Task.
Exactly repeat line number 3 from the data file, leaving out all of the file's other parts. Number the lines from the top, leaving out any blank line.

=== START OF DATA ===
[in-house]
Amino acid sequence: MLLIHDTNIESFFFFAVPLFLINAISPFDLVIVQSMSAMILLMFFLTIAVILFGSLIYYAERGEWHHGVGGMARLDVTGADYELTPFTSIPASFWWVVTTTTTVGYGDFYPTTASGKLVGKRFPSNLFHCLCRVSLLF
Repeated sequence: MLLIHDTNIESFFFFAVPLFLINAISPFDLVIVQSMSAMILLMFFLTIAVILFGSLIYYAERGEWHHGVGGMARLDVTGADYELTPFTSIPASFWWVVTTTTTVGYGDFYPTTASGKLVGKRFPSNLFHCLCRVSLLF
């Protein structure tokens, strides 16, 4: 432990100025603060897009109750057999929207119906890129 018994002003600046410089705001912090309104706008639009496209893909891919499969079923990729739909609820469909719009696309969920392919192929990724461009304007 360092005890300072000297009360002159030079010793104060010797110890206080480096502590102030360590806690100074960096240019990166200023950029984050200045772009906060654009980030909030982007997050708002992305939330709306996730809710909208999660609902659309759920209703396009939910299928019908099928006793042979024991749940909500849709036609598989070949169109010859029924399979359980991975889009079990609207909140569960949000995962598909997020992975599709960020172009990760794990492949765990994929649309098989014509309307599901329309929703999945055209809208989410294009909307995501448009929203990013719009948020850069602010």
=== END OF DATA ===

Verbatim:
Repeated sequence: MLLIHDTNIESFFFFAVPLFLINAISPFDLVIVQSMSAMILLMFFLTIAVILFGSLIYYAERGEWHHGVGGMARLDVTGADYELTPFTSIPASFWWVVTTTTTVGYGDFYPTTASGKLVGKRFPSNLFHCLCRVSLLF